Ain’t No Party Like a README Party

Because a README Party makes your software more accessible to users

Published on Jan 02, 2017

Every winter, offices around the world celebrate the holiday season with joyous parties, canned food drives, or simple gift exchanges. Co-workers unwind; old friends reunite; teams grow stronger.

At DataMade, this spirit of goodwill and giving extends to our open-source repositories. And so, we welcomed the holidays with a README party! We read and revised several of our most popular README files – making the open-source world a happier, more festive place to be.

Want to party like DataMade? Read on.


Buy snacks. Sugary, salty, or something in between.

Gather your friends. README parties are not a rubber stamp on your own handiwork! Be sure to invite people with fresh eyes, and divide the workload among different authors and editors.

Gingerbread cookies by Deborah Lee Soltesz, published under the Creative Commons license.

Get organized. Do not revise a single line of documentation, until you know what work lies ahead. With almost 200 public repos, we had to set limitations: partying too hard can have dire effects. We chose an end time (lunch!), and each party attendee worked through six or seven repos – a number that varied, according to the demands of the code source and the need for documentation.

To jumpstart all this, we wrote “repo-roundup,” a script to help you get organized. It scrapes the GitHub API and returns a CSV file with a list of all repos that belong to your organization.

Repo roundup snippet
Example snippet from DataMade’s "repo-roundup" Google spreadsheet.

You can use the CSV file in whatever way makes sense to you. We imported the CSV into a Google spreadsheet, ordered it by number of stars, added a few organizational fields (such as “checked_by” and “license?”), and started at the top.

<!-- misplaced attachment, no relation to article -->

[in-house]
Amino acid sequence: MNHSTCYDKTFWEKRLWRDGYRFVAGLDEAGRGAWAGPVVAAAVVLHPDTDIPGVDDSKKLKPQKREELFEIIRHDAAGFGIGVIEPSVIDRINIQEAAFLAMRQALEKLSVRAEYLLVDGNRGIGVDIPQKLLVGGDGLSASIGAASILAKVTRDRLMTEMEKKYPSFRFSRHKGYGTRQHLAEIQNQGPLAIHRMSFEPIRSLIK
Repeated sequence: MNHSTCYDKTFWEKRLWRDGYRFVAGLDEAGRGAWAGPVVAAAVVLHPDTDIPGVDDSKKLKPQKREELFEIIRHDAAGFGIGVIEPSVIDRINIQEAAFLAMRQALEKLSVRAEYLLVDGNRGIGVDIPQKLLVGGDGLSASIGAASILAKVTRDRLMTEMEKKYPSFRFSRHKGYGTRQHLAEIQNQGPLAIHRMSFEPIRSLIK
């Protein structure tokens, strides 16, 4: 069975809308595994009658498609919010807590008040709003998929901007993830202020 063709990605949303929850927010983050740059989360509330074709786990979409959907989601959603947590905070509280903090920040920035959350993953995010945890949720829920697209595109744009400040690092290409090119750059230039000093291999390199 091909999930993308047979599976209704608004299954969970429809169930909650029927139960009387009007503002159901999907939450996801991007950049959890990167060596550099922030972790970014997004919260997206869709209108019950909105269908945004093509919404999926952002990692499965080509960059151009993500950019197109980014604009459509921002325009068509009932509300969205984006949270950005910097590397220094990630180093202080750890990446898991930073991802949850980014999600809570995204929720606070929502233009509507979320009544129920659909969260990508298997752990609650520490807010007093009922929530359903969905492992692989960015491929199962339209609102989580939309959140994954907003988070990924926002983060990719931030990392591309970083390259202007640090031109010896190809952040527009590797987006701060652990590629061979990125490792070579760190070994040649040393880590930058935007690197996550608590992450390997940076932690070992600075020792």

Getting started

Talk through a README with your team, and get a feel for the editorial process. What matters most in your documentation? What do you want to standardize in every README? What common errors do you anticipate?

Then, create a list of things to look for in a README. We had a four-step process:

  1. Fix typos, broken links, and confusing prose.

  2. Look for these sections (where appropriate): Description, Setup, Dependencies, installation, Getting Started, Usage, Demo, Team, Errors and Bugs, Patches and Pull Requests, and Copyright and Attribution.

  3. Add a license, if the repo does not have one.

  4. Try to use the code. Do the instructions make sense? If not, make revisions or open an issue with suggestions.

If you need inspiration, then feel free to browse or borrow from the DataMade README template, which provides a basic framework for constructing readable, usable documentation.

Chicago Councilmatic Demo
Preview of README for Chicago Councilmatic

DataMade has several notable repositories, which we think deserve a little celebration. Check out our documentation for usaddress, the Fusion Table Map template, and Chicago Councilmatic.

Suggestions? We accept pull requests!

We sought insight from various sources. Matias Singers put together a list of exemplary READMEs. noffle wrote about the history and reasoning behind the README. And DataMade’s own Cathy Deng wrote a blog post about best practices for documentation.

Have more ideas? Did you recently throw a README party? Are you a fanatic about good documentation?

We welcome your thoughts. Send us an email, open an issue on Github, or Tweet to DataMade!